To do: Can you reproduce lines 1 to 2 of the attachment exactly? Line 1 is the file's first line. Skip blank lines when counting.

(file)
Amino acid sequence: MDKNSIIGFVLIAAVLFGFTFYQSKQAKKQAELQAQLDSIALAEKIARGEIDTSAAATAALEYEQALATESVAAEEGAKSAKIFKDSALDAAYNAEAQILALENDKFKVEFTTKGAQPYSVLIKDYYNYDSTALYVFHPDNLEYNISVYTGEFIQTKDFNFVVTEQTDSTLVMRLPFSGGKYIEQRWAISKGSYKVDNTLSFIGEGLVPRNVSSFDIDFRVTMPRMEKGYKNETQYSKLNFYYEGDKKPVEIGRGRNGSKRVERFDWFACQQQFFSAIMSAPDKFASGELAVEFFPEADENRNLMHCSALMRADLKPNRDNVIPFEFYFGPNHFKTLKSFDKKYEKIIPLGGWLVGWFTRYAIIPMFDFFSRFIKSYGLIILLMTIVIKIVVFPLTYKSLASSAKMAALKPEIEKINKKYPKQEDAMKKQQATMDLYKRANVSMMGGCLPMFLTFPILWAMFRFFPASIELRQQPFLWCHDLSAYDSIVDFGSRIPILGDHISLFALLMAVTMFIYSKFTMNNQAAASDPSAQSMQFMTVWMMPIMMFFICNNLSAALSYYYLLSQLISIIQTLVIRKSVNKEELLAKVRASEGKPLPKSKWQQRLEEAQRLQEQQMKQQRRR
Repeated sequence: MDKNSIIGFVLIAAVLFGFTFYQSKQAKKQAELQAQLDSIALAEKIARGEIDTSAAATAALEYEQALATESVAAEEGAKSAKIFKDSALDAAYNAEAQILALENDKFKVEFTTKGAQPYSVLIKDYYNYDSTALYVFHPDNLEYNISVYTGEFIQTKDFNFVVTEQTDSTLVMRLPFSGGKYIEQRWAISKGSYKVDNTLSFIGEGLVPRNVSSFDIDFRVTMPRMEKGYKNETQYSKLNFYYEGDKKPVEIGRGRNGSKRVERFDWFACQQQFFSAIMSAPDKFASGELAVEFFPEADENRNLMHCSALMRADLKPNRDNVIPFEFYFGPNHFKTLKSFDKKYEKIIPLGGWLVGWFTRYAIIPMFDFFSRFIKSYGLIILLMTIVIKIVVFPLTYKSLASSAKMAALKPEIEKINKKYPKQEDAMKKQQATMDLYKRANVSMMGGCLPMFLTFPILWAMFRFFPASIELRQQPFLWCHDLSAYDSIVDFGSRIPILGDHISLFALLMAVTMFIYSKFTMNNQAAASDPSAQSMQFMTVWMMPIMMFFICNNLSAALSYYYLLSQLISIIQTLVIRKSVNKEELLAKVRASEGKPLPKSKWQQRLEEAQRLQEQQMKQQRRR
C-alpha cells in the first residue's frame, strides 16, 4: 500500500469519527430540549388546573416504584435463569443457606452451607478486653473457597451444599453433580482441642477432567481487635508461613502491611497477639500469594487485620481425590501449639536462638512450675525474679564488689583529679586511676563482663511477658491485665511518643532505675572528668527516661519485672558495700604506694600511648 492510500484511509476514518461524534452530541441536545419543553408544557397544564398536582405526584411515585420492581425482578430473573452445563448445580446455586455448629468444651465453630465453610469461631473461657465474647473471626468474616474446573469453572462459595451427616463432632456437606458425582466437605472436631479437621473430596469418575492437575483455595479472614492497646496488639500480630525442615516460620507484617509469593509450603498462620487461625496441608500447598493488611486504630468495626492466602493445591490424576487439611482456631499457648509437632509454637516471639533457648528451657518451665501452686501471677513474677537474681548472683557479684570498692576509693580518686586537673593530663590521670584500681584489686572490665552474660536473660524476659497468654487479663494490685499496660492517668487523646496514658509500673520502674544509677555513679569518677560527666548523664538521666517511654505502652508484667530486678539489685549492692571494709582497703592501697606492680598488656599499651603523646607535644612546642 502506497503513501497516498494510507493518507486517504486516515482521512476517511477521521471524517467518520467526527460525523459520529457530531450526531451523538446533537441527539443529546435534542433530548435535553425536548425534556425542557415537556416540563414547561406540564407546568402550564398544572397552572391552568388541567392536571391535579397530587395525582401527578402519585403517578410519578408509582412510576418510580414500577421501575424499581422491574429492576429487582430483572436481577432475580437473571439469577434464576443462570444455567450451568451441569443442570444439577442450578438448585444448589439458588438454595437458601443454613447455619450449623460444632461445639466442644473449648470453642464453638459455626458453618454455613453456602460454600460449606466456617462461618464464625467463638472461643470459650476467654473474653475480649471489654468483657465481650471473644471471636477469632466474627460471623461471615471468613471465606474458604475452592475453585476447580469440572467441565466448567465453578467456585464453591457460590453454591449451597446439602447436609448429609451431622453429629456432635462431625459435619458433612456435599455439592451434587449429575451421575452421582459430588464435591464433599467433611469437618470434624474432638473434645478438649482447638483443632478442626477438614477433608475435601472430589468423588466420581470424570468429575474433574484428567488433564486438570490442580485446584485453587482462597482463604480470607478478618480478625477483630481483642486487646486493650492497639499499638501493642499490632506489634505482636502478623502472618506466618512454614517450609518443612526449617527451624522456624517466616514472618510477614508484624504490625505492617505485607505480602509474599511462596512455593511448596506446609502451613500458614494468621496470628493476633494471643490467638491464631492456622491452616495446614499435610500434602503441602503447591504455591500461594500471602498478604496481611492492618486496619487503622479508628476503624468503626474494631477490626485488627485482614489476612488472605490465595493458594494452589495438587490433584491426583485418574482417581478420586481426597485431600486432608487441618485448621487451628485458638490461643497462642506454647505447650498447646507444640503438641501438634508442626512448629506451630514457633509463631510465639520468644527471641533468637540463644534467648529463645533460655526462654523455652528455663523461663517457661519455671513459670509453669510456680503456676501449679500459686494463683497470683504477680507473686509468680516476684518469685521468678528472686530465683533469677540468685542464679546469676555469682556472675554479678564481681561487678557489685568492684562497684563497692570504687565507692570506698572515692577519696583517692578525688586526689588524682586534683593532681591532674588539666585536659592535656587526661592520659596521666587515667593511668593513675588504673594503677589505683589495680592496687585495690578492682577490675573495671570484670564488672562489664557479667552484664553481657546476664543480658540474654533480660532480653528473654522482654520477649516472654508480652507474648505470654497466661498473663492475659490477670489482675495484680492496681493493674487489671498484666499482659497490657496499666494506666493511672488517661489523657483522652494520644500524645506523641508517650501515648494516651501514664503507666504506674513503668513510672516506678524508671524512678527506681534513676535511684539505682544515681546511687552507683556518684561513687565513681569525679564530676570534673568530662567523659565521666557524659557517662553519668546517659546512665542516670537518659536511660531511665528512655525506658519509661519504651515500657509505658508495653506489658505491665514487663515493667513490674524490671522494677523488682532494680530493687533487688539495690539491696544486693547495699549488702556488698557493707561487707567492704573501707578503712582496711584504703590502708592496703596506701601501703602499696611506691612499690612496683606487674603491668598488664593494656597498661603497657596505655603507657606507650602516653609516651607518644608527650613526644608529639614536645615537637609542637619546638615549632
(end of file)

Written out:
Amino acid sequence: MDKNSIIGFVLIAAVLFGFTFYQSKQAKKQAELQAQLDSIALAEKIARGEIDTSAAATAALEYEQALATESVAAEEGAKSAKIFKDSALDAAYNAEAQILALENDKFKVEFTTKGAQPYSVLIKDYYNYDSTALYVFHPDNLEYNISVYTGEFIQTKDFNFVVTEQTDSTLVMRLPFSGGKYIEQRWAISKGSYKVDNTLSFIGEGLVPRNVSSFDIDFRVTMPRMEKGYKNETQYSKLNFYYEGDKKPVEIGRGRNGSKRVERFDWFACQQQFFSAIMSAPDKFASGELAVEFFPEADENRNLMHCSALMRADLKPNRDNVIPFEFYFGPNHFKTLKSFDKKYEKIIPLGGWLVGWFTRYAIIPMFDFFSRFIKSYGLIILLMTIVIKIVVFPLTYKSLASSAKMAALKPEIEKINKKYPKQEDAMKKQQATMDLYKRANVSMMGGCLPMFLTFPILWAMFRFFPASIELRQQPFLWCHDLSAYDSIVDFGSRIPILGDHISLFALLMAVTMFIYSKFTMNNQAAASDPSAQSMQFMTVWMMPIMMFFICNNLSAALSYYYLLSQLISIIQTLVIRKSVNKEELLAKVRASEGKPLPKSKWQQRLEEAQRLQEQQMKQQRRR
Repeated sequence: MDKNSIIGFVLIAAVLFGFTFYQSKQAKKQAELQAQLDSIALAEKIARGEIDTSAAATAALEYEQALATESVAAEEGAKSAKIFKDSALDAAYNAEAQILALENDKFKVEFTTKGAQPYSVLIKDYYNYDSTALYVFHPDNLEYNISVYTGEFIQTKDFNFVVTEQTDSTLVMRLPFSGGKYIEQRWAISKGSYKVDNTLSFIGEGLVPRNVSSFDIDFRVTMPRMEKGYKNETQYSKLNFYYEGDKKPVEIGRGRNGSKRVERFDWFACQQQFFSAIMSAPDKFASGELAVEFFPEADENRNLMHCSALMRADLKPNRDNVIPFEFYFGPNHFKTLKSFDKKYEKIIPLGGWLVGWFTRYAIIPMFDFFSRFIKSYGLIILLMTIVIKIVVFPLTYKSLASSAKMAALKPEIEKINKKYPKQEDAMKKQQATMDLYKRANVSMMGGCLPMFLTFPILWAMFRFFPASIELRQQPFLWCHDLSAYDSIVDFGSRIPILGDHISLFALLMAVTMFIYSKFTMNNQAAASDPSAQSMQFMTVWMMPIMMFFICNNLSAALSYYYLLSQLISIIQTLVIRKSVNKEELLAKVRASEGKPLPKSKWQQRLEEAQRLQEQQMKQQRRR